The Hard Disk Is Dead: Long Live Solid State

Sometimes, it takes an established industry giant to bring out the best in a brilliant new technology.

Intel (Nasdaq: INTC  ) wasn't kidding this summer when it promised to put a new face on solid-state drives. The chip giant's first serious foray into the $35 billion storage drive market hits the street this week, and the early buzz is phenomenal.

AnandTech Chief Executive Anand Lal Shimpi writes that the new Intel X25-M is the first product that has ever made him want to "actually go out, buy and stick in my desktop machine" right away. The Tech Report concedes that the drives are very expensive at about $600 per 80 gigabytes of storage space, but it's still "an absolute bargain" if you measure value in price per high-speed data transfer. These are the tech enthusiasts who set the tone for the rest of the market, and both have been kicking the tires of new processors, hard drives, and the like for a decade or more.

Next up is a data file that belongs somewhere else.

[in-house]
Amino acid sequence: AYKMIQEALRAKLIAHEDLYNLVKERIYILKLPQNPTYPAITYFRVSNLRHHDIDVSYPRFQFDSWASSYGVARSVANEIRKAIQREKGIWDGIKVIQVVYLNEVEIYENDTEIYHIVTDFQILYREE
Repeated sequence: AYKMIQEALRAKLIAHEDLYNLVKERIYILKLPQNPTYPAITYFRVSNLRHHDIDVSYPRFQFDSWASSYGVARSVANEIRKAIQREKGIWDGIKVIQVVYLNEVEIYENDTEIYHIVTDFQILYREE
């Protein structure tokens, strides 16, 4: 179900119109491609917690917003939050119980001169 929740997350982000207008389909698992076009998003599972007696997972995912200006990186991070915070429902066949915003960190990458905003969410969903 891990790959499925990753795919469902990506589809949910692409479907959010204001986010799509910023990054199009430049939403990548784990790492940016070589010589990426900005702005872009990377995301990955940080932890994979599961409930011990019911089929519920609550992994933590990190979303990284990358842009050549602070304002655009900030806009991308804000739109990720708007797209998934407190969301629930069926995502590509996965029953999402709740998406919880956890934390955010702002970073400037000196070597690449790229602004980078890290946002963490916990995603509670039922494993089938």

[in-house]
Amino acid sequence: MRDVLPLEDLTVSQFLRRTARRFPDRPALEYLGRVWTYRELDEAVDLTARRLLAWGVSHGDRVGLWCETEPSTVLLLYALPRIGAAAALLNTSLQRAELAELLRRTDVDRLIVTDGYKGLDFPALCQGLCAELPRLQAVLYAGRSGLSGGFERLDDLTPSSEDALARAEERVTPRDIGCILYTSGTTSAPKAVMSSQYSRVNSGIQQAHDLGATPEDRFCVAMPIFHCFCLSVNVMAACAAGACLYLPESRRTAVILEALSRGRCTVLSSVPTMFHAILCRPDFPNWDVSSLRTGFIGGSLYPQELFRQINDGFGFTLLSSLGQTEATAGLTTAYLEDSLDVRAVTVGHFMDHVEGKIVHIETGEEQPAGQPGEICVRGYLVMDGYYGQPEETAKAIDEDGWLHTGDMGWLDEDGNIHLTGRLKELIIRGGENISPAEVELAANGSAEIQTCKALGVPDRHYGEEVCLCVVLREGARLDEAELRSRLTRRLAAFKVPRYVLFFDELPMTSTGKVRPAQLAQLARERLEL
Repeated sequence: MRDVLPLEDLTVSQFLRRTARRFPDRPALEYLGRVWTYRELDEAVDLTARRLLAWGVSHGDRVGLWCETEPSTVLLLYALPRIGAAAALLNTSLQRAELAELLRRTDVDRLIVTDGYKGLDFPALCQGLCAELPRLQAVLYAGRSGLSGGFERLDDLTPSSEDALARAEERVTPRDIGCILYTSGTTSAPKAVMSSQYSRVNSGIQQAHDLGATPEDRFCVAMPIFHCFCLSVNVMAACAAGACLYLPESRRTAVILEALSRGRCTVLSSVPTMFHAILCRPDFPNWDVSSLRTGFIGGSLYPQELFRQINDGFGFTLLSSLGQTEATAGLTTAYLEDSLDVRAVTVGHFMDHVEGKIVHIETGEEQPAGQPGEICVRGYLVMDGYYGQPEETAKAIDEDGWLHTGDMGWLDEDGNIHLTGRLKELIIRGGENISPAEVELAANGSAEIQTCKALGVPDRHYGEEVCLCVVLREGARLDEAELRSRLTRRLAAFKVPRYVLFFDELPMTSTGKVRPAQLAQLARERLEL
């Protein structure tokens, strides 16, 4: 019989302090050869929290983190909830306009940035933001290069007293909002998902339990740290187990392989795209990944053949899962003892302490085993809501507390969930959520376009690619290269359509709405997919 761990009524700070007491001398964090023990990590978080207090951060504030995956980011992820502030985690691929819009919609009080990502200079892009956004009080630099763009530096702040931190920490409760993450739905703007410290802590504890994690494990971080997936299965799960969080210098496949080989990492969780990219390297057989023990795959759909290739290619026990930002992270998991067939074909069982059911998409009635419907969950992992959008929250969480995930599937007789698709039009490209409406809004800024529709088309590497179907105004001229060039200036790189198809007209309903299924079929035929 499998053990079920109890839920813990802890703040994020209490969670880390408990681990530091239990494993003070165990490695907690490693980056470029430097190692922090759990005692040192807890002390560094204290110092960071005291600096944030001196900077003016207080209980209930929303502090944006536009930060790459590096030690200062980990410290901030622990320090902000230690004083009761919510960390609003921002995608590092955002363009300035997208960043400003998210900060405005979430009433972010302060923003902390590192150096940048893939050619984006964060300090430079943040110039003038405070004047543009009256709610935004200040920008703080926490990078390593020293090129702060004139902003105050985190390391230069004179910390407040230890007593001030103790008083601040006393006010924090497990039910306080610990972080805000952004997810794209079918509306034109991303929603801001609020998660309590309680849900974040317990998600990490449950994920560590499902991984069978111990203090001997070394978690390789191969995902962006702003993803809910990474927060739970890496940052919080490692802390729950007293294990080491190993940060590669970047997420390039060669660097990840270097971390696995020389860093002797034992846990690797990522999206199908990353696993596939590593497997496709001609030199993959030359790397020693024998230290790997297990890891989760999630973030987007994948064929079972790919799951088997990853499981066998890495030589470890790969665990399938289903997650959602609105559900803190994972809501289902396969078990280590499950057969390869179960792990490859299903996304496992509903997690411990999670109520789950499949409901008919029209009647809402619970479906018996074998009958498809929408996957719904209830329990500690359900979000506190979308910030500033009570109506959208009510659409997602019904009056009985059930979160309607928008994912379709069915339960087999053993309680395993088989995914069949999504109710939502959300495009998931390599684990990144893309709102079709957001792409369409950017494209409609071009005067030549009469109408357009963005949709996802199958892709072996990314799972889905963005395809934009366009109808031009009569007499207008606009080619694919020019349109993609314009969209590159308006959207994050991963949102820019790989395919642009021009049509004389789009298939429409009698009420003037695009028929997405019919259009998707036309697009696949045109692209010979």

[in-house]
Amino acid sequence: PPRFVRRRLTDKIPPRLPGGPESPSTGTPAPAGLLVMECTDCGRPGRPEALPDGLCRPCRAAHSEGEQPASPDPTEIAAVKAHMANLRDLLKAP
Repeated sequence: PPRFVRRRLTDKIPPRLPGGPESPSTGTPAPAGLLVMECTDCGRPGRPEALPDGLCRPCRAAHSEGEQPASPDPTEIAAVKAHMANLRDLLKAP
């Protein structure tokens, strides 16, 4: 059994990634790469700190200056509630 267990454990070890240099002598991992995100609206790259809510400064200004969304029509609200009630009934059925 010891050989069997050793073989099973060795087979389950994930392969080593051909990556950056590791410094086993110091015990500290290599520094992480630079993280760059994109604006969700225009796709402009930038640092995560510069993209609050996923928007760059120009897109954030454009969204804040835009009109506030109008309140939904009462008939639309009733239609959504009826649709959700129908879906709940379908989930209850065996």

Consider the mobile computing market first. With performance that varies from respectable to mind-blowing, low power drain, and no moving parts, this is the perfect storage solution for laptops and other portable gadgets. Spinning magnetic disks in small packages are slow, eat batteries for breakfast, and tend to break if you drop 'em. That's why Apple (Nasdaq: AAPL  ) builds flash-based iPods and iPhones, though they don't need Intel's level of performance quite yet.

Then, look at the enterprise market. STEC (Nasdaq: STEC  ) and SMART Modular Technologies (Nasdaq: SMOD  ) make business-class flash drives to power massive data banks like video-on-demand libraries. Motorola (NYSE: MOT  ) builds entire media servers around the extreme performance and reliability of solid-state storage. IT managers love to keep their data centers cool and quiet, so memory chips are desirable from that angle, too.